It should be said that both partners must cooperate. If one is overly attached to orgasm, that becomes the goal of the act. That is not the goal: the goal is to enter a realm of samadhi awareness of Radha and Krishna in their Divine Union, strengthened by the power of intimacy, love, and united consciousness.
(d) The performance of ritual.
This is perhaps the most important part of the process. And when you talk about the how, this is perhaps what you mean. This ritual is something that you will get from your guru. I will not publish it here.
The purpose of the ritual is to focus your mind on the sacredness of the sexual act. It is not, as I have just said, normal. Though first sexual relationships with a love partner may not necessarily follow the ideal model, and not even all such relationships need to follow a full ritual, the couple must occasionally or regularly follow all the elements of ritual, beginning with ritual purification through bathing, nyasa and bhuta-shuddhi, and other elements usually associated with puja.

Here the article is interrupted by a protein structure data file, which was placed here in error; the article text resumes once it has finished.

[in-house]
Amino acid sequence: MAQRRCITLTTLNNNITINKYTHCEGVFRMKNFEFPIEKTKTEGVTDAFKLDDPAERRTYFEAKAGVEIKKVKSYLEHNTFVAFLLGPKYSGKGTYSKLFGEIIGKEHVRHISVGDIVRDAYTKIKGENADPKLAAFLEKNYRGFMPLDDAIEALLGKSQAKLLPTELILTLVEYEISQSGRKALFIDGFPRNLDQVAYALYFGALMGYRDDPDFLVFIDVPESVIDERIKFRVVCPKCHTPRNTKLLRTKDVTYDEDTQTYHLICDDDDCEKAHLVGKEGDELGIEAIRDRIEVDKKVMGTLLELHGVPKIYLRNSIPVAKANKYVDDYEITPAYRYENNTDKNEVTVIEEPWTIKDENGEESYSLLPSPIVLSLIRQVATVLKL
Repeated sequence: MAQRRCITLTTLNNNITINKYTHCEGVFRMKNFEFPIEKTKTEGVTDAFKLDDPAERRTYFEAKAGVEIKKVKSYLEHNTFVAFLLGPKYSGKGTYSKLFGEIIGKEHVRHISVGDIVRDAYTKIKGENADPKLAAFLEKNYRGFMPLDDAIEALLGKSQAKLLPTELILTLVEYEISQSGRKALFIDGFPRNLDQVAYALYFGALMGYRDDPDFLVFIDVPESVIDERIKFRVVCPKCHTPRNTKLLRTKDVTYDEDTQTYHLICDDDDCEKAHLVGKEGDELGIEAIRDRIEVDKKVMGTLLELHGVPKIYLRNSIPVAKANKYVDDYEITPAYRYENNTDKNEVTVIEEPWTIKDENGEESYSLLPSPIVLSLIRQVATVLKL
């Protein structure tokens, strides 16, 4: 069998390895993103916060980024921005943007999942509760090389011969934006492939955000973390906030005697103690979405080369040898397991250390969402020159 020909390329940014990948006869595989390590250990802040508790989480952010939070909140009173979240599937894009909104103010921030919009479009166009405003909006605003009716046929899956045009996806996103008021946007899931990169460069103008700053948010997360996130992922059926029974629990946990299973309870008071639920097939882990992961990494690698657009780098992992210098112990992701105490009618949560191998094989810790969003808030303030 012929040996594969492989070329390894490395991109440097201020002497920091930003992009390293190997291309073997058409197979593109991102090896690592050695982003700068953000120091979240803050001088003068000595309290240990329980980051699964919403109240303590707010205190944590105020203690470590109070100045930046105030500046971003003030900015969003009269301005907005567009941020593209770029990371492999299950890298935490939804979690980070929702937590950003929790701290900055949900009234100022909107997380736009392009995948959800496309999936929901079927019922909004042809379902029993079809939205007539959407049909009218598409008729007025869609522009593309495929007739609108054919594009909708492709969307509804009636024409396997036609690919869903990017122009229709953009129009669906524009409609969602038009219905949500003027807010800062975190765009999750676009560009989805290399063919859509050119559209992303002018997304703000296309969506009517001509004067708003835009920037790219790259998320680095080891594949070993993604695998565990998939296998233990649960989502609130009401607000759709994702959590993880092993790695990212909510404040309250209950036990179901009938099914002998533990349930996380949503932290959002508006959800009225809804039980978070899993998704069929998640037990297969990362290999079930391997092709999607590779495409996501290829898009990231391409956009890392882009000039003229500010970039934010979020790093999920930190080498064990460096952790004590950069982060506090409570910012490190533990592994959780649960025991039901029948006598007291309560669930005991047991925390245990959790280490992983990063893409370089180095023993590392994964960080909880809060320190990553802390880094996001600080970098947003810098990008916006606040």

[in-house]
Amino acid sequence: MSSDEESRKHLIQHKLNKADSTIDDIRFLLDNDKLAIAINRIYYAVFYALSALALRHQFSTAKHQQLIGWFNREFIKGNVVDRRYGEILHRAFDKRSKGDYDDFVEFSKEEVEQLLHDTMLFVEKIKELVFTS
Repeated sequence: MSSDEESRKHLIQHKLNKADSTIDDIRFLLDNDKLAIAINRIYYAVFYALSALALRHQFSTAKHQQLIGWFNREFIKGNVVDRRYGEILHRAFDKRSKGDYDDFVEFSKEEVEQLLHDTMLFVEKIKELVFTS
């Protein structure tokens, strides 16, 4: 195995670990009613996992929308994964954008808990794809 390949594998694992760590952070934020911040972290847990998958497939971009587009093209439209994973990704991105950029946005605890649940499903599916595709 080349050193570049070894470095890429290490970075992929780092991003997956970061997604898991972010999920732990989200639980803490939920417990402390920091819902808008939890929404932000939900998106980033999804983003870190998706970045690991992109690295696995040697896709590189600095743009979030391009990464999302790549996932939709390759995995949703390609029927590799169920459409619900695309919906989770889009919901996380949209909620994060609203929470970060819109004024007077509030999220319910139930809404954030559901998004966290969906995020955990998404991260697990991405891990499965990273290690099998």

Tantric practices have been applied to all kinds of religious systems and theologies. Therefore, one should understand that the prayers and mantras chanted in this ritual should be related to Radha-Krishna and manjari bhava. Manjari bhava is the key to the proper understanding of the practice.
Though this might have been included in (d) above, there are three mantras that play an important role in the act of sacramental love. These are the 18-syllable mantra, the Kama-gayatri, and the Hamsa mantra. Each of these plays a role and both partners should preferably have done a purascharan in one or the other of these mantras before going further with the practice.
(3) Parakiya Rasa
Several people seem to think that I am advocating pārakīya-rasa, or that what I am advocating will lead to some kind of sexual anarchy, the opening of Krishna conscious swingers clubs, the return of droit de seigneur programs where gurus make their disciples' wives prasadi, and all kinds of other practices of the sort.
I realize I am opening a Pandorra's Box by advocating this kind of sādhana, at the risk of bringing a great deal of opprobrium on my head. But let us deal with the problem of parakiya rasa.